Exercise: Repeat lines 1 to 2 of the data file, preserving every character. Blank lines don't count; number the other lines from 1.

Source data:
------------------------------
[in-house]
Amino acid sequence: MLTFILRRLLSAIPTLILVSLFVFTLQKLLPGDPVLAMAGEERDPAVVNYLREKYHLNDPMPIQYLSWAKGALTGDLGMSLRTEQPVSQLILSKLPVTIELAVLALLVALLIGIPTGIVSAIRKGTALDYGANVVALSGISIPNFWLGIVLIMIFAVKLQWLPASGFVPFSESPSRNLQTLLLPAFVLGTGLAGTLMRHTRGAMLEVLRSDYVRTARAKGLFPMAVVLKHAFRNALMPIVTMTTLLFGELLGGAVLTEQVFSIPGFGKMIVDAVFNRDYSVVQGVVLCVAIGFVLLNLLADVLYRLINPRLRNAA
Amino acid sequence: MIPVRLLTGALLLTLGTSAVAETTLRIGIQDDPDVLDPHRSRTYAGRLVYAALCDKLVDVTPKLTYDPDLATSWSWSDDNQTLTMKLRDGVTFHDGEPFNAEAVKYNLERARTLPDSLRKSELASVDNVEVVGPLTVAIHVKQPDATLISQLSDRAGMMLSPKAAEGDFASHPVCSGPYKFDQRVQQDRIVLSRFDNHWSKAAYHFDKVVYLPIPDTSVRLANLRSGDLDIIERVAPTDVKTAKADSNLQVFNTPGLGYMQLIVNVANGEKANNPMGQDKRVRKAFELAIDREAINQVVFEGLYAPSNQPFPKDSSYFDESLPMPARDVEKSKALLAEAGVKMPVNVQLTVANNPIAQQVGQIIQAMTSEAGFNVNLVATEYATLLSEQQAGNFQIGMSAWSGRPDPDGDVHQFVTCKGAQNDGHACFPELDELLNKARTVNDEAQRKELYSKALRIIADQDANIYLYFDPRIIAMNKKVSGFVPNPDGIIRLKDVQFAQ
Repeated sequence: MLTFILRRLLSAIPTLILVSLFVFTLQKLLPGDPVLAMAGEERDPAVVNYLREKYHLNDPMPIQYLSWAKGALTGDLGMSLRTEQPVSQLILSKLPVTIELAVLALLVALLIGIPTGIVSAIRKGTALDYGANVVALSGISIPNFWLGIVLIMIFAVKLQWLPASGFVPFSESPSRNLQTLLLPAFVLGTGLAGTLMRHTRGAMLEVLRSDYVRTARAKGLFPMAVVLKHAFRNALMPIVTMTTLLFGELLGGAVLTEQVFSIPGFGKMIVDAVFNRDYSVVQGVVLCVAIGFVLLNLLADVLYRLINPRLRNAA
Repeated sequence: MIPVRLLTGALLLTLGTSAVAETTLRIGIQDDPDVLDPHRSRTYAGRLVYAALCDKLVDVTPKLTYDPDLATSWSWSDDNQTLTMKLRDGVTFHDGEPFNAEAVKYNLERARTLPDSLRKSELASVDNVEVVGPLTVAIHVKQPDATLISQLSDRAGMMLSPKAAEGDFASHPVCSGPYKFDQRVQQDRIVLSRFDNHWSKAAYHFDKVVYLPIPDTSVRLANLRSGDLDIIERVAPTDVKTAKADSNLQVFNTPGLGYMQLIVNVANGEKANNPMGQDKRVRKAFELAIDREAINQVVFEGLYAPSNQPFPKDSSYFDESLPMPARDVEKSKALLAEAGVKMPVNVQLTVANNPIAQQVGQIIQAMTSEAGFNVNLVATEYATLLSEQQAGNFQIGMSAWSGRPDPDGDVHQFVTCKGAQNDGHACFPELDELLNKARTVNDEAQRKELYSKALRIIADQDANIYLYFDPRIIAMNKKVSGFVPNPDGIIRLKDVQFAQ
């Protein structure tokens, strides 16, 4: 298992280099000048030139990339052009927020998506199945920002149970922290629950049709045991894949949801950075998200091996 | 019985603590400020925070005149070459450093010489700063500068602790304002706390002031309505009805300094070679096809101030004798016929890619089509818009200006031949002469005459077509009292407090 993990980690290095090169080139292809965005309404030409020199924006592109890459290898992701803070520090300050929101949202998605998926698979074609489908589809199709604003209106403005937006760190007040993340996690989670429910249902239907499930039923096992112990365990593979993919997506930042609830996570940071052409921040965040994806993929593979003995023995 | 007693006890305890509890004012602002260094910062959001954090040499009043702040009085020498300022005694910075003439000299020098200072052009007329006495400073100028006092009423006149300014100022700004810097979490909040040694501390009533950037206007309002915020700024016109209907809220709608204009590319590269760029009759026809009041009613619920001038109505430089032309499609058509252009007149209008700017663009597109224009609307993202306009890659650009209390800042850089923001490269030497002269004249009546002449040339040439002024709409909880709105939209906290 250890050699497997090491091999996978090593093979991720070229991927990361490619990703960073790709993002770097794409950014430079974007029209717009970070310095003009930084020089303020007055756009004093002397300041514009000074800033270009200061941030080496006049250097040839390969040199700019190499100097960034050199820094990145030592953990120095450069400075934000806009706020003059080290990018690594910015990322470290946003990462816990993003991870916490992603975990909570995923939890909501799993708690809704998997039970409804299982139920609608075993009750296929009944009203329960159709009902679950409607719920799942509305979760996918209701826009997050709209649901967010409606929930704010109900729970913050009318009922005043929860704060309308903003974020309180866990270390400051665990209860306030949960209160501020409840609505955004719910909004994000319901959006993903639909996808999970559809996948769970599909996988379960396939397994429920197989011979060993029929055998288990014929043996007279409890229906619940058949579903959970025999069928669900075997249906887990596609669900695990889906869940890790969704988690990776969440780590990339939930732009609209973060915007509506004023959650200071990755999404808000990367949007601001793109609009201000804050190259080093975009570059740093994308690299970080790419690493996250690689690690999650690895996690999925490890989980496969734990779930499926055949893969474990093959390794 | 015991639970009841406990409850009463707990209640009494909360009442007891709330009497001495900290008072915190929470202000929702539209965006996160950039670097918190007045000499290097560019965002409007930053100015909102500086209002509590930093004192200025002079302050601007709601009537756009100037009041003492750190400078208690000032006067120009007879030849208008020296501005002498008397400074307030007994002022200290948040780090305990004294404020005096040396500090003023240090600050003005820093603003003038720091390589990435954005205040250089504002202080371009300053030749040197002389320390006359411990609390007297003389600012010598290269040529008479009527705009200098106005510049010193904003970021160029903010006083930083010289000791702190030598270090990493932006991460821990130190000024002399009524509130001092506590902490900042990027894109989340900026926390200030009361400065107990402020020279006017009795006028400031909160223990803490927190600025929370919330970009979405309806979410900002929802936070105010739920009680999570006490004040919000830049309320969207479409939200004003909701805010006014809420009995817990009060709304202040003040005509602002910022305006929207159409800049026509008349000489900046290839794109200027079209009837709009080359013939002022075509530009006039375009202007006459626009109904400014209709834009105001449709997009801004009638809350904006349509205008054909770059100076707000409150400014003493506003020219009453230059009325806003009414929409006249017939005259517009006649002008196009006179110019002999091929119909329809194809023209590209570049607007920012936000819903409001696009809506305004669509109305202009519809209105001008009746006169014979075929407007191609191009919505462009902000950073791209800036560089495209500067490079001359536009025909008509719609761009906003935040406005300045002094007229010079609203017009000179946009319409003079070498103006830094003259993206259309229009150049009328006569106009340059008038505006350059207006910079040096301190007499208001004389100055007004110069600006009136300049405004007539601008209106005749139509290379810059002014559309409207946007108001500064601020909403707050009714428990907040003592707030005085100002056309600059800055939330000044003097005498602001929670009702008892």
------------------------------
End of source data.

[in-house]
Amino acid sequence: MLTFILRRLLSAIPTLILVSLFVFTLQKLLPGDPVLAMAGEERDPAVVNYLREKYHLNDPMPIQYLSWAKGALTGDLGMSLRTEQPVSQLILSKLPVTIELAVLALLVALLIGIPTGIVSAIRKGTALDYGANVVALSGISIPNFWLGIVLIMIFAVKLQWLPASGFVPFSESPSRNLQTLLLPAFVLGTGLAGTLMRHTRGAMLEVLRSDYVRTARAKGLFPMAVVLKHAFRNALMPIVTMTTLLFGELLGGAVLTEQVFSIPGFGKMIVDAVFNRDYSVVQGVVLCVAIGFVLLNLLADVLYRLINPRLRNAA